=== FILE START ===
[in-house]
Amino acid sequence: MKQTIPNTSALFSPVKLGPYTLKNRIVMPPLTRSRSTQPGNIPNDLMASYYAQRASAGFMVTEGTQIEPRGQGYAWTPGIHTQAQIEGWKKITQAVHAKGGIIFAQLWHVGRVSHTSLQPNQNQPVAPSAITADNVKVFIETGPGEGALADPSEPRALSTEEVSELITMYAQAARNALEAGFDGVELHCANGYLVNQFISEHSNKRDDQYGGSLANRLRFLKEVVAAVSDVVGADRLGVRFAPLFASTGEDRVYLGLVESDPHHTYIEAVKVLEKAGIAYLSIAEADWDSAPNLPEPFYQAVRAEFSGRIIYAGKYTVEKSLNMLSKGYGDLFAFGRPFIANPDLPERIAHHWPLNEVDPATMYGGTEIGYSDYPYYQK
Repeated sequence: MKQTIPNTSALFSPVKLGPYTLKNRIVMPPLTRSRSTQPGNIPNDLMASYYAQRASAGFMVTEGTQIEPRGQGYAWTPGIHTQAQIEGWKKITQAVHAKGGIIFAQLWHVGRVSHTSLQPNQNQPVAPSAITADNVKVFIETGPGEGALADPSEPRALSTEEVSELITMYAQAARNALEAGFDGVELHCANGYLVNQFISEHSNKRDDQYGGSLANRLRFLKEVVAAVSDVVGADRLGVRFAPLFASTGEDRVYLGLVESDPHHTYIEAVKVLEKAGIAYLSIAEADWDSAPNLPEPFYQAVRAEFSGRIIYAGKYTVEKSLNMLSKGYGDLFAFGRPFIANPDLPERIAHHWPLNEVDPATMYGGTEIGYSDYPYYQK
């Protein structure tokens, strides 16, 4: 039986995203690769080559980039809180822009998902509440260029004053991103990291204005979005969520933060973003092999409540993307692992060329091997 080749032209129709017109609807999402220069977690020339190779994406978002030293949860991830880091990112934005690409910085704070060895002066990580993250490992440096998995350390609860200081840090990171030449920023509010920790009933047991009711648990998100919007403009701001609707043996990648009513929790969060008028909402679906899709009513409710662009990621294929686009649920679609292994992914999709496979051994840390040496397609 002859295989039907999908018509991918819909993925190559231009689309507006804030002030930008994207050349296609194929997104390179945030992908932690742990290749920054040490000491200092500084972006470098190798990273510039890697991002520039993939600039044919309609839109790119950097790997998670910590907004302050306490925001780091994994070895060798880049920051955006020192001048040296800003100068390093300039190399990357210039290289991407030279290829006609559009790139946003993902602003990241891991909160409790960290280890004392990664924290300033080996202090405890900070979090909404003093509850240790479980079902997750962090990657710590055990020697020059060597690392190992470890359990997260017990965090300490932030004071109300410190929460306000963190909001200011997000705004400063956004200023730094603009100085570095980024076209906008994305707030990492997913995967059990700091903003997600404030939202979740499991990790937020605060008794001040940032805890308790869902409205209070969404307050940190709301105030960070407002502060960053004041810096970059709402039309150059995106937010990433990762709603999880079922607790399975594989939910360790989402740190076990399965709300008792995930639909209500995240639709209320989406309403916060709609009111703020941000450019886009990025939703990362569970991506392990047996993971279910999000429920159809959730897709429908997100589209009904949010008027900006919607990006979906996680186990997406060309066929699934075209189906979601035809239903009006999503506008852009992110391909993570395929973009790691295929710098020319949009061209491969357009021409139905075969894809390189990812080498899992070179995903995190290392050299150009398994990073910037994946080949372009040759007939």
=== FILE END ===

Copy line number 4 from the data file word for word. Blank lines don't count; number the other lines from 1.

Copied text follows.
């Protein structure tokens, strides 16, 4: 039986995203690769080559980039809180822009998902509440260029004053991103990291204005979005969520933060973003092999409540993307692992060329091997 080749032209129709017109609807999402220069977690020339190779994406978002030293949860991830880091990112934005690409910085704070060895002066990580993250490992440096998995350390609860200081840090990171030449920023509010920790009933047991009711648990998100919007403009701001609707043996990648009513929790969060008028909402679906899709009513409710662009990621294929686009649920679609292994992914999709496979051994840390040496397609 002859295989039907999908018509991918819909993925190559231009689309507006804030002030930008994207050349296609194929997104390179945030992908932690742990290749920054040490000491200092500084972006470098190798990273510039890697991002520039993939600039044919309609839109790119950097790997998670910590907004302050306490925001780091994994070895060798880049920051955006020192001048040296800003100068390093300039190399990357210039290289991407030279290829006609559009790139946003993902602003990241891991909160409790960290280890004392990664924290300033080996202090405890900070979090909404003093509850240790479980079902997750962090990657710590055990020697020059060597690392190992470890359990997260017990965090300490932030004071109300410190929460306000963190909001200011997000705004400063956004200023730094603009100085570095980024076209906008994305707030990492997913995967059990700091903003997600404030939202979740499991990790937020605060008794001040940032805890308790869902409205209070969404307050940190709301105030960070407002502060960053004041810096970059709402039309150059995106937010990433990762709603999880079922607790399975594989939910360790989402740190076990399965709300008792995930639909209500995240639709209320989406309403916060709609009111703020941000450019886009990025939703990362569970991506392990047996993971279910999000429920159809959730897709429908997100589209009904949010008027900006919607990006979906996680186990997406060309066929699934075209189906979601035809239903009006999503506008852009992110391909993570395929973009790691295929710098020319949009061209491969357009021409139905075969894809390189990812080498899992070179995903995190290392050299150009398994990073910037994946080949372009040759007939």